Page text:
Author ORCID Identifier

0000-0002-1430-9928

Defense Date

2018

Document Type

Dissertation

Degree Name

Doctor of Philosophy

Department

Neuroscience

First Advisor

Jeffrey Dupree, PhD

Abstract

Axon initial segment (AIS) disruption has been described in a number of pathological environments where neuroinflammation is a contributing factor; however, whether this disruption is reversible in unknown. To address the principle of AIS structural recovery, we employed an acute neuroinflammatory model. Acute neuroinflammation induced disruption of AIS structural and functional domains and, importantly, upon resolution of neuroinflammatory conditions, was reversed.

Consistent with other studies, we observed a close interaction of microglia with AISs, and utilized this acute neuroinflammatory model to investigate the relationship between reactive microglia and AIS integrity. Gene expression analysis of microglial transcription profiles identified reactive oxygen species (ROS)-producing enzymes as candidates in AIS pathogenesis. Experiments employing mice lacking the major ROS-producing enzyme NOX2, identified ROS as mediators of AIS disruption. Furthermore, we established calcium-dependent protease calpain as a disruptor of AIS protein clustering in inflammation-induced disruption.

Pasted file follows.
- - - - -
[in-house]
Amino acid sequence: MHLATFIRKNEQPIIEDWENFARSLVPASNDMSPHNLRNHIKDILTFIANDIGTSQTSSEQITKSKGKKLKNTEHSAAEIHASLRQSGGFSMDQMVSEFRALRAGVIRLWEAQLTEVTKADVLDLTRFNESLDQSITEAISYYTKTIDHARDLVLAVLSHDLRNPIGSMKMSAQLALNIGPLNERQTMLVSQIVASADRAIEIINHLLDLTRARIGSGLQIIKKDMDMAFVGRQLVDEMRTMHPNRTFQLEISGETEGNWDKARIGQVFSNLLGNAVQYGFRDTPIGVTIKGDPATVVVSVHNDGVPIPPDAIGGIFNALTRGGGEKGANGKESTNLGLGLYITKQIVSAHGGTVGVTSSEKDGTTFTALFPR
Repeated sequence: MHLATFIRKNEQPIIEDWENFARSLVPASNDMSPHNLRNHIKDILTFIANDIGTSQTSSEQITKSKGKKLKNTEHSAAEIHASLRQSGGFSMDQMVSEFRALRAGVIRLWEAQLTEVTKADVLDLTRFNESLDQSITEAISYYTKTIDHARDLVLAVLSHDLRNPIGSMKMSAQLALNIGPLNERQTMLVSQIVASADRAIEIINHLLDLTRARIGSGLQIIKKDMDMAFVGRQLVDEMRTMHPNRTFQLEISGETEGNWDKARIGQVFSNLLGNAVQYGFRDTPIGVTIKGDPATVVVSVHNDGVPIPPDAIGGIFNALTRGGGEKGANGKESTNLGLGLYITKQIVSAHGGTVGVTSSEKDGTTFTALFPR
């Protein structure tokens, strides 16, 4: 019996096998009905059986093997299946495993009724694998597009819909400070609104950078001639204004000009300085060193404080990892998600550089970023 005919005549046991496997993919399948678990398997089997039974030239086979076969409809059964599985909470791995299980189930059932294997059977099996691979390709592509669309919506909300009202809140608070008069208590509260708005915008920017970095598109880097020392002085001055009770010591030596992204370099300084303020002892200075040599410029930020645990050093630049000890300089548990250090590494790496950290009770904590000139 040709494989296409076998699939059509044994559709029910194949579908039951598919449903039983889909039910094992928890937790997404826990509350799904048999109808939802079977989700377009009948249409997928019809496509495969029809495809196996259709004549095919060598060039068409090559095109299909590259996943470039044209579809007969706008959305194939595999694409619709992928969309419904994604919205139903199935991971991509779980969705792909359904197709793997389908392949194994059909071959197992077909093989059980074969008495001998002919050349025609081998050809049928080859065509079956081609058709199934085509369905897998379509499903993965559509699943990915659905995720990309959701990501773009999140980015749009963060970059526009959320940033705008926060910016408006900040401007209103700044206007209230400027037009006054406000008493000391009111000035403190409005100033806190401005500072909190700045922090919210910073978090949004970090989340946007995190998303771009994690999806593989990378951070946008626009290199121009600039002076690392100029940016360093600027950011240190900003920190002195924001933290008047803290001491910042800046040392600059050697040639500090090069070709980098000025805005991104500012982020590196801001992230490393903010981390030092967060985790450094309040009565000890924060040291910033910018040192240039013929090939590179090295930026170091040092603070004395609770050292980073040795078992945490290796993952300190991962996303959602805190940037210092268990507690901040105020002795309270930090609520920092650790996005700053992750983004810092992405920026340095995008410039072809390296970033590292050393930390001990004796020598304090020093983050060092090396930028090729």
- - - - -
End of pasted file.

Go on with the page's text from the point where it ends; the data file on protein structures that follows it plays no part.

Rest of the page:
Since we observed an intimate interaction between microglia and the AIS, we conducted studies designed to identify a candidate in microglia that regulates microglial-AIS contact. During chronic inflammatory conditions, microglia enhance contact with AISs often completely surrounding the domain. Concomitant with this morphological change, neurofascin (Nfasc) expression increased in microglia. Nfasc is a cell adhesion molecule with cell-specific isoforms known to mediate glial-neuronal interactions, but until now, was not reported to be expressed by microglia. Here, I characterize the unique Nfasc isoform expressed by microglia and present evidence that suggests that microglial Nfasc may mediate microglial-AIS contact, a potentially pivotal interaction in the induction of AIS disruption by pro-inflammatory factors.

Rights

© The Author

Is Part Of

VCU University Archives

Is Part Of

VCU Theses and Dissertations

Date of Submission

5-8-2018

Available for download on Sunday, May 07, 2023

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